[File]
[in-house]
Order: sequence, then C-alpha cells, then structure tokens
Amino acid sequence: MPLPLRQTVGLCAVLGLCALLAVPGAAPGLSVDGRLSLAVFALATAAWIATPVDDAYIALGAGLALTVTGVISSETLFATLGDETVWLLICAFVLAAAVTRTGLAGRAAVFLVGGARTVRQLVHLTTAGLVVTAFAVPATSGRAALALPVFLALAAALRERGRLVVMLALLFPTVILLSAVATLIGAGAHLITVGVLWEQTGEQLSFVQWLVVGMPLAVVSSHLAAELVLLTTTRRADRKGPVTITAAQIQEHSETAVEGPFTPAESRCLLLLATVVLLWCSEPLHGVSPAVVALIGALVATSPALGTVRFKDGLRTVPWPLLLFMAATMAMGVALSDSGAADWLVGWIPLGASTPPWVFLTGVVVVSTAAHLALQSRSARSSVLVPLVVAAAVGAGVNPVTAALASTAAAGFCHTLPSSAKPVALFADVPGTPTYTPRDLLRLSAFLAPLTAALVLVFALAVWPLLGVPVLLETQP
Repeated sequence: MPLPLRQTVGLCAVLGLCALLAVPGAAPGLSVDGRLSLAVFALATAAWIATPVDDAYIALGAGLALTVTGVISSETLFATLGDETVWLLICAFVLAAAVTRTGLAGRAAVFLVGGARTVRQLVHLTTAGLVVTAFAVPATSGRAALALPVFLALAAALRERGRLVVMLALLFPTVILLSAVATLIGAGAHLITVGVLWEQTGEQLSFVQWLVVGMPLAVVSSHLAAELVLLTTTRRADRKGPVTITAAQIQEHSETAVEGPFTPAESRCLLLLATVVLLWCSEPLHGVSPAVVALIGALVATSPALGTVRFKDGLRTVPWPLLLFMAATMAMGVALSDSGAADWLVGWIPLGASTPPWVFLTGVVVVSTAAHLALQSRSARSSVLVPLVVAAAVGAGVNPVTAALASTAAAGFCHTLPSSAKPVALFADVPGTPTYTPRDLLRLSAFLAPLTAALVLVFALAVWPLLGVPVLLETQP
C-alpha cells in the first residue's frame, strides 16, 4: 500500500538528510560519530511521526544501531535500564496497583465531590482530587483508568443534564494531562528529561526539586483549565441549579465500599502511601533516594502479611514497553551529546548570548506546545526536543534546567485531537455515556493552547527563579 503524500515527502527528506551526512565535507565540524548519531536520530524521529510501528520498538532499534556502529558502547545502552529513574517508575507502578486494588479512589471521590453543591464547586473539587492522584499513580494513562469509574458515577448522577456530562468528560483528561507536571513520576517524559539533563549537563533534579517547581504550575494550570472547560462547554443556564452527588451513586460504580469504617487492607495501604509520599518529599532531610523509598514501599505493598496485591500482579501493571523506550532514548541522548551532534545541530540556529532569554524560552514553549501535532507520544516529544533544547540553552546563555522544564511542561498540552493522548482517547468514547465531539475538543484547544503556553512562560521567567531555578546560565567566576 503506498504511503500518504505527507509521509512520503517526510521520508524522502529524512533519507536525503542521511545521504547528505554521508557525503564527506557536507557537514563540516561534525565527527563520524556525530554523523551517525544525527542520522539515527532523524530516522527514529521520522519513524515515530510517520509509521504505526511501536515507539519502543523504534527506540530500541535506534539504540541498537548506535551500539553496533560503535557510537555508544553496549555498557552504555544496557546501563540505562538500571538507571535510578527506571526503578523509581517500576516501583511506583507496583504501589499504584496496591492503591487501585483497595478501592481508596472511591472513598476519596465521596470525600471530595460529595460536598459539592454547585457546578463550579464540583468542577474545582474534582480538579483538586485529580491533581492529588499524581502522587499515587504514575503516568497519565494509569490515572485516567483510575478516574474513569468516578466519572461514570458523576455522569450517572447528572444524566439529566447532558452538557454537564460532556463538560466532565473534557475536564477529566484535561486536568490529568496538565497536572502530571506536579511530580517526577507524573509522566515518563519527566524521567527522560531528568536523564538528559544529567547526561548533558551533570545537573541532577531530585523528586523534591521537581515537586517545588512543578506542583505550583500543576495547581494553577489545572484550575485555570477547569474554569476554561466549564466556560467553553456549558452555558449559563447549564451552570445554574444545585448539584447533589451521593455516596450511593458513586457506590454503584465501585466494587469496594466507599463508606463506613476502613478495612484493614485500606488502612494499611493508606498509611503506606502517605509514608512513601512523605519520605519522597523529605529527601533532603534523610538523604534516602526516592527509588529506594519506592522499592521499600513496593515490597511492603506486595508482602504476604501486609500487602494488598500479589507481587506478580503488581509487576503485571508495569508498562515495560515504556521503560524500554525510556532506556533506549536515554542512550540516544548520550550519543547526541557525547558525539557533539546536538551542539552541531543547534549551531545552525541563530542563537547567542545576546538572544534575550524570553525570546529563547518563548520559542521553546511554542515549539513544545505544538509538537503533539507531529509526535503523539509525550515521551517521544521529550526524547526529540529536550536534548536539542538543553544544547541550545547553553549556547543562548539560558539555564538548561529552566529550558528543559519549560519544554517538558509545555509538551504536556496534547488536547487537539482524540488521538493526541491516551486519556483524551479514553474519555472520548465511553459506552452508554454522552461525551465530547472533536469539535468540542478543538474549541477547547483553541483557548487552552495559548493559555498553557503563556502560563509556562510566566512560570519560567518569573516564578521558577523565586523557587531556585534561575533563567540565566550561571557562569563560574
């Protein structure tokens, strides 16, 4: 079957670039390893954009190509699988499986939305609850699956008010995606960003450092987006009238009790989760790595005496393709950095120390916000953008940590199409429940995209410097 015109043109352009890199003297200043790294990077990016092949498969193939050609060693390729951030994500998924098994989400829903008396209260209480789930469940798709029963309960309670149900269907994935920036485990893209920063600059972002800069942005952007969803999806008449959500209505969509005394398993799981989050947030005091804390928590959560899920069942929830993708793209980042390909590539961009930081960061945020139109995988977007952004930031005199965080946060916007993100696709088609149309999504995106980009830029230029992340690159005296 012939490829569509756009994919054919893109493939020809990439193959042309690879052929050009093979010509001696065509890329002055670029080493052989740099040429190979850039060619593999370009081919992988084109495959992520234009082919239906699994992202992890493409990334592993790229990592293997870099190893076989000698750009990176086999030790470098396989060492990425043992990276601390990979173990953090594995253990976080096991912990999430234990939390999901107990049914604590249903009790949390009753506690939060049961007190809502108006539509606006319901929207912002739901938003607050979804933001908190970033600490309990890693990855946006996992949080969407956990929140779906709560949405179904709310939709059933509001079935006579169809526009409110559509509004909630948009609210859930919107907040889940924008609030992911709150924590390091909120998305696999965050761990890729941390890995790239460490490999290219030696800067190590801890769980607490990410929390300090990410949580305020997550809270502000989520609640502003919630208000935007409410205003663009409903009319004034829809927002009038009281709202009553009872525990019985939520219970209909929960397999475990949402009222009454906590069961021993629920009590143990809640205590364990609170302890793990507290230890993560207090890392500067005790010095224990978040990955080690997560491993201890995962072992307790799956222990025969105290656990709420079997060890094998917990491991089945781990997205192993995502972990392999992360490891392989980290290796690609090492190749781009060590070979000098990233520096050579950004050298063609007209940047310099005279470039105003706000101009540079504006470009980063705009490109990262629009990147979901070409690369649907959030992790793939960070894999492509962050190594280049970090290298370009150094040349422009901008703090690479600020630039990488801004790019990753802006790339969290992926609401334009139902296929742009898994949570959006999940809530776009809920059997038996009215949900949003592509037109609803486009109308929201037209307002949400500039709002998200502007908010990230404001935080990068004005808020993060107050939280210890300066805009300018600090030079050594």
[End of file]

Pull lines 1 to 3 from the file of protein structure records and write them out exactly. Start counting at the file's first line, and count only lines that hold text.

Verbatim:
[in-house]
Order: sequence, then C-alpha cells, then structure tokens
Amino acid sequence: MPLPLRQTVGLCAVLGLCALLAVPGAAPGLSVDGRLSLAVFALATAAWIATPVDDAYIALGAGLALTVTGVISSETLFATLGDETVWLLICAFVLAAAVTRTGLAGRAAVFLVGGARTVRQLVHLTTAGLVVTAFAVPATSGRAALALPVFLALAAALRERGRLVVMLALLFPTVILLSAVATLIGAGAHLITVGVLWEQTGEQLSFVQWLVVGMPLAVVSSHLAAELVLLTTTRRADRKGPVTITAAQIQEHSETAVEGPFTPAESRCLLLLATVVLLWCSEPLHGVSPAVVALIGALVATSPALGTVRFKDGLRTVPWPLLLFMAATMAMGVALSDSGAADWLVGWIPLGASTPPWVFLTGVVVVSTAAHLALQSRSARSSVLVPLVVAAAVGAGVNPVTAALASTAAAGFCHTLPSSAKPVALFADVPGTPTYTPRDLLRLSAFLAPLTAALVLVFALAVWPLLGVPVLLETQP